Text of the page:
On May 10th, Iowa Gov. Culver (D) signed a bill (S.F. 2308) that requires businesses and government agencies to notify state residents if the unauthorized access of their computerized personal information is likely to do financial harm.
The new Iowa data breach notification law takes effect July 1, 2011.
Iowa is the 43rd state with some sort of data breach law on the books.
Unlike most state data breach laws, S.F. 2308 does not exempt personal information that is encrypted or redacted from the types of computerized data requiring notice. The new Iowa law, however, contains a risk of harm trigger.
Under S.F. 2308, breach notice “is not required if, after an appropriate investigation or after consultation with the relevant federal, state, or local agencies responsible for law enforcement, the person determined that no reasonable likelihood of financial harm to the consumers whose personal information has been acquired has resulted or will result from the breach.”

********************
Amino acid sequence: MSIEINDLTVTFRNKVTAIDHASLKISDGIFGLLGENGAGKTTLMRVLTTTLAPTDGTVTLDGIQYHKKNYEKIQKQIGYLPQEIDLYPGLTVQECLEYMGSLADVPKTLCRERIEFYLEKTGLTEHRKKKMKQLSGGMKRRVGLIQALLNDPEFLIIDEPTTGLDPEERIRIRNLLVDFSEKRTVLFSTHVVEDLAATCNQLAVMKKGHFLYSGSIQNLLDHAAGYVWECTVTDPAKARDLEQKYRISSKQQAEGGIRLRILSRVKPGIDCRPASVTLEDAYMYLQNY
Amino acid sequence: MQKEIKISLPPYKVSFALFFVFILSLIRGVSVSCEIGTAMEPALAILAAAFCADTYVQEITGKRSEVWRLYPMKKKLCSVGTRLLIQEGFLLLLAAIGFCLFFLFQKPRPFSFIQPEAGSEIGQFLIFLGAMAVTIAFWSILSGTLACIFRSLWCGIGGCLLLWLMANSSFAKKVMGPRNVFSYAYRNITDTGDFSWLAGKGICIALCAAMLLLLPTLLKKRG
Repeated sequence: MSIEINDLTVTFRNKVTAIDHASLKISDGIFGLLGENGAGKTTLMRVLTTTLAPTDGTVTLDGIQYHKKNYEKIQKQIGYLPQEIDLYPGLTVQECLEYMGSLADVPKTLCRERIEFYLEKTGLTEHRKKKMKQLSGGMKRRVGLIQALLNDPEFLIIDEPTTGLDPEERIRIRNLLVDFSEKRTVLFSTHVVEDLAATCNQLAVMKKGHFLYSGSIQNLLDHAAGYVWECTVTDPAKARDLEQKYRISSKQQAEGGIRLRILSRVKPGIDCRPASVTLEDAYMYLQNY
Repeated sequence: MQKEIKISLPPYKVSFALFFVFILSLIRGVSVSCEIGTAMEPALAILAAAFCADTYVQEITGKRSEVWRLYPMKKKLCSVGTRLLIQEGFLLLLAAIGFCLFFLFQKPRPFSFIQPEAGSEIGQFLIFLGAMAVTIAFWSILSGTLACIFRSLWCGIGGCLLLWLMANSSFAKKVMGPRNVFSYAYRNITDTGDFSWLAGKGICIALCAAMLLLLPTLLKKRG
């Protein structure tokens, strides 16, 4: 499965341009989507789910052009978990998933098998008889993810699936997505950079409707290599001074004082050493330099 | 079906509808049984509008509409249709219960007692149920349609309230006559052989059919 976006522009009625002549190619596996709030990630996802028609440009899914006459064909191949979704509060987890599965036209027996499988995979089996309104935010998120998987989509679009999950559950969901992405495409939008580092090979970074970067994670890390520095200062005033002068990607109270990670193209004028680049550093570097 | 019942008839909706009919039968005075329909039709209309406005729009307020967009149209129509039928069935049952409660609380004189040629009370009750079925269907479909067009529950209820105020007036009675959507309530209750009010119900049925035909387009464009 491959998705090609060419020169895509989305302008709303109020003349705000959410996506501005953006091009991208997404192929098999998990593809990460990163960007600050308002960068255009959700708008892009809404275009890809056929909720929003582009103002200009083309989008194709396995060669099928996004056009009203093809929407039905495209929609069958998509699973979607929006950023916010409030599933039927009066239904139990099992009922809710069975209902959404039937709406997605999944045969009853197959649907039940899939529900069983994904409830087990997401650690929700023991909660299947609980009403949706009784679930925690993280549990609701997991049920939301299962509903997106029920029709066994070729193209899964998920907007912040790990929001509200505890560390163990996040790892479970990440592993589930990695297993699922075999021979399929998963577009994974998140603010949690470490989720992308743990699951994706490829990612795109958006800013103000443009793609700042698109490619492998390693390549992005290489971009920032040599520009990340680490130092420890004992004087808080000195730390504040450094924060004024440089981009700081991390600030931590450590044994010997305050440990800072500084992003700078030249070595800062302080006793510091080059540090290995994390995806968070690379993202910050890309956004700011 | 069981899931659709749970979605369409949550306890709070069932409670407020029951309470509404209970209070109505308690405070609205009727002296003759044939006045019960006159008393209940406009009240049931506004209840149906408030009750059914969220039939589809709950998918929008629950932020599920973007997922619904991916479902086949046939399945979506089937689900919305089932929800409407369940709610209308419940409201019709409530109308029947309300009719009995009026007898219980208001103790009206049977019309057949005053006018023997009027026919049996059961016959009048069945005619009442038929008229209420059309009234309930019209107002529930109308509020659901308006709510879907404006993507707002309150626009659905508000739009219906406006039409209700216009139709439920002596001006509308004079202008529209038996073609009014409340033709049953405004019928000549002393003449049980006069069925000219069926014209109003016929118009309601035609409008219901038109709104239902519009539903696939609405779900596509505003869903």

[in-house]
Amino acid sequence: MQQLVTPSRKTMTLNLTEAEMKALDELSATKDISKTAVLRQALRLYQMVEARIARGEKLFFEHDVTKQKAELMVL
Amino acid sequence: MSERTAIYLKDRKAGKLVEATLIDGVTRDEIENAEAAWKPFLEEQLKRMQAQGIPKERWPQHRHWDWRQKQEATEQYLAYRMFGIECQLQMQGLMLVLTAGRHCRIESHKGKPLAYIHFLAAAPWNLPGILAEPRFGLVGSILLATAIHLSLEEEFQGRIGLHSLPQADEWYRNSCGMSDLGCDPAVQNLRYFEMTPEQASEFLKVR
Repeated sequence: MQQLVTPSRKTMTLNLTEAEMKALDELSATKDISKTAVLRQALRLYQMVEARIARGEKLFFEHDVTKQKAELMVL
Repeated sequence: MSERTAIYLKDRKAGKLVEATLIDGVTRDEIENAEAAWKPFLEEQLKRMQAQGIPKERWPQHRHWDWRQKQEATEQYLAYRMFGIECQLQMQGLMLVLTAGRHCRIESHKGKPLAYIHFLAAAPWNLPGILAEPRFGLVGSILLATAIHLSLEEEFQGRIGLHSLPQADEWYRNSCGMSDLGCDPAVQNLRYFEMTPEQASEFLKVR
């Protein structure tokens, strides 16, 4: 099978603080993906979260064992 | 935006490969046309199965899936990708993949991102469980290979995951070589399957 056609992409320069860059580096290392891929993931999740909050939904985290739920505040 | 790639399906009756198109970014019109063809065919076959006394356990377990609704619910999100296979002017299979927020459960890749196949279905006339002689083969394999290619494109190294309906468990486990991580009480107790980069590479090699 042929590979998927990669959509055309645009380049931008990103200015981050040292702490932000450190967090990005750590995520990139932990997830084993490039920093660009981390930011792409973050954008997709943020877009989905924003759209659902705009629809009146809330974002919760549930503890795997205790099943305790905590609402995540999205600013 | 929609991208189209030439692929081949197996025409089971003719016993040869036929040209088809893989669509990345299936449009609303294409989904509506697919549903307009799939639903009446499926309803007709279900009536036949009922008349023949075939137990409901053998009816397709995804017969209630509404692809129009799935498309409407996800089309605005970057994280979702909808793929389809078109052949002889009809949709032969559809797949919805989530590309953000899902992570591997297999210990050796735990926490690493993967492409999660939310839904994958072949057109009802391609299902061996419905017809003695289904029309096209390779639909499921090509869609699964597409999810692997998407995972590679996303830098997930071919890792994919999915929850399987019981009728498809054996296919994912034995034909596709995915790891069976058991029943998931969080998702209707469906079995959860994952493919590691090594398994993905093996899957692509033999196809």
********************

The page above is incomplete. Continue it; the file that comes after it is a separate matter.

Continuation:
The proposed law would allow the state attorney general to seek actual damages on behalf of individuals affected by a data breach incident requiring notification.
A provision in the Iowa bill as introduced which would have made retailers liable to banks for their costs associated with breaches of credit and debit card transaction data was removed from the measure in committee before its formal introduction in the Senate.